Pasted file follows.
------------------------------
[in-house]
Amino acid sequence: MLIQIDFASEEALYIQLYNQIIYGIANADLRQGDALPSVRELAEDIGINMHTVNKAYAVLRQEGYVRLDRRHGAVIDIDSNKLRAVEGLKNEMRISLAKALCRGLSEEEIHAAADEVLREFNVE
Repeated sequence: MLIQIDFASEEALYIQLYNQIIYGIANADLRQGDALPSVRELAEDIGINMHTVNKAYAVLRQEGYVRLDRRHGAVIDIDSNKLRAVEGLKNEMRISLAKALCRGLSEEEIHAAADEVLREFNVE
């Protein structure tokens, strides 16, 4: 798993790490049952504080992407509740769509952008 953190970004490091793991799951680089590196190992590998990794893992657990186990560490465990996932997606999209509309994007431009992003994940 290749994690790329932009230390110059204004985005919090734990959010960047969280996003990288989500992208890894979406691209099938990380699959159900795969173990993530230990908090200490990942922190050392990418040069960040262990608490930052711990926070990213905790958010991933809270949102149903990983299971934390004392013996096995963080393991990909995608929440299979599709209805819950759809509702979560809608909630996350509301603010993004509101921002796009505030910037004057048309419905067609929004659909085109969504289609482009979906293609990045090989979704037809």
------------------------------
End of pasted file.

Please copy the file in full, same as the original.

[in-house]
Amino acid sequence: MLIQIDFASEEALYIQLYNQIIYGIANADLRQGDALPSVRELAEDIGINMHTVNKAYAVLRQEGYVRLDRRHGAVIDIDSNKLRAVEGLKNEMRISLAKALCRGLSEEEIHAAADEVLREFNVE
Repeated sequence: MLIQIDFASEEALYIQLYNQIIYGIANADLRQGDALPSVRELAEDIGINMHTVNKAYAVLRQEGYVRLDRRHGAVIDIDSNKLRAVEGLKNEMRISLAKALCRGLSEEEIHAAADEVLREFNVE
């Protein structure tokens, strides 16, 4: 798993790490049952504080992407509740769509952008 953190970004490091793991799951680089590196190992590998990794893992657990186990560490465990996932997606999209509309994007431009992003994940 290749994690790329932009230390110059204004985005919090734990959010960047969280996003990288989500992208890894979406691209099938990380699959159900795969173990993530230990908090200490990942922190050392990418040069960040262990608490930052711990926070990213905790958010991933809270949102149903990983299971934390004392013996096995963080393991990909995608929440299979599709209805819950759809509702979560809608909630996350509301603010993004509101921002796009505030910037004057048309419905067609929004659909085109969504289609482009979906293609990045090989979704037809």